Plastic manufacturers file lawsuit to block planned federal ban on single-use plastics
Canadian PlasticsCanadian Plastics Sustainability editor pick
The Responsible Plastic Use Coalition, which includes more than 30 resin makers and processors, is asking a federal court to quash the ban.
A coalition of more than two dozen North American plastics companies has sued to block the Canadian federal government’s plan to ban several single-use plastic items including straws, cutlery, and takeout containers.
It’s the second lawsuit filed in the court by the Responsible Plastic Use Coalition (RPUC); the first suit, filed in June 2021, seeks to overturn the government’s decision to designate plastics as “toxic” under the Canadian Environmental Protection Act (CEPA). CEPA defines a substance as “toxic” if it can have “immediate or long-term harmful effect on the environment or its biological diversity.” The toxic designation, which came in May 2021 after a scientific assessment of plastic waste, is needed for the government to ban substances believed to be harmful to human, animal or environmental health. This first lawsuit remains before the courts.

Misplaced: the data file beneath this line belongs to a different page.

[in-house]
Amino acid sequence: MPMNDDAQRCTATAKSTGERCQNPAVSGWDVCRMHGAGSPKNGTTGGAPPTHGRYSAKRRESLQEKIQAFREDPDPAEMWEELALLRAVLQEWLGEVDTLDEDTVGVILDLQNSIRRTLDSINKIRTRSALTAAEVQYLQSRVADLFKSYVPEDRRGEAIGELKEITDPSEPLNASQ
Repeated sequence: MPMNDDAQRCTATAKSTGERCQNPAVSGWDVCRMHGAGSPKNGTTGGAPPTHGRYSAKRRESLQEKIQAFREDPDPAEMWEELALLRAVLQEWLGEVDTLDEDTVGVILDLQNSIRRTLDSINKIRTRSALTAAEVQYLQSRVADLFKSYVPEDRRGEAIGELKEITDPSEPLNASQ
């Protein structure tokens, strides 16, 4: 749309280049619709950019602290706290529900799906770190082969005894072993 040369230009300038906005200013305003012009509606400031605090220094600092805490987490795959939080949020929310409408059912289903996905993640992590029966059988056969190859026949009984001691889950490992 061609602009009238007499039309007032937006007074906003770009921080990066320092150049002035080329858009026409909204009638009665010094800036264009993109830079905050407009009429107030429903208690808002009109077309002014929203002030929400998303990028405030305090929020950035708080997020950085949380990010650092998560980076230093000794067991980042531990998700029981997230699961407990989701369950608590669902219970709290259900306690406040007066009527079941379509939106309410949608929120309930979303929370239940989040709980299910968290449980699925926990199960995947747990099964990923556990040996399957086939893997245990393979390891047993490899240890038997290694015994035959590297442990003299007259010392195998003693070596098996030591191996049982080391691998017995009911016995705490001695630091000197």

RPUC was formed in 2021 in response to the “toxic” designation, and currently includes more than 30 processors and resin makers, including Berry Global Group Inc., CCC Plastics, Dow Inc., Ingenia Polymers, IPL, LyondellBasell Industries, and Nova Chemicals Corp.
The single-use plastics bans was announced on June 20 of this year, and prohibits plastics including checkout bags; cutlery; foodservice ware made from or containing problematic plastics that are considered hard to recycle; ring carriers; stir sticks; and straws (with some exceptions). The ban is set to be phased in starting this December. The six-pack rings used to package beverage cans and bottles together will be added to the ban for manufacturing and import in June 2023, and their sale banned in June 2024. Exports of all the products have to end in December 2025.
The RPUC’s second lawsuit – filed on July 15 – asks the court to quash the ban and prohibit the government from using the act to regulate single-use plastics and prevent the ban from being implemented in the meantime. The second lawsuit also says the government doesn’t have real evidence that plastics are toxic. “The [ban] was made despite a paucity of facts and evidentiary support about the nature and extent of the environmental contamination and harm arising from the SUPs [single-use plastics],” RPUC said. “Accordingly, the ban cannot be justified as an exercise of the criminal law power conferred upon Parliament.”
In a written response to the second lawsuit, Steven Guilbeault, the minister of Environment and Climate Change Canada, said that he expects the government to prevail in the lawsuit. “While a handful of plastic companies try to stop our ban on harmful single-use plastics, we are going to keep fighting for the clean, healthy environment Canadians deserve,” Guilbeault said. “We’re going to stick to the facts, which show very clearly that plastic pollution is harming our environment and we need to act.” Guilbeault also said the government would rather work with the industry to improve recycling than battle the sector in court.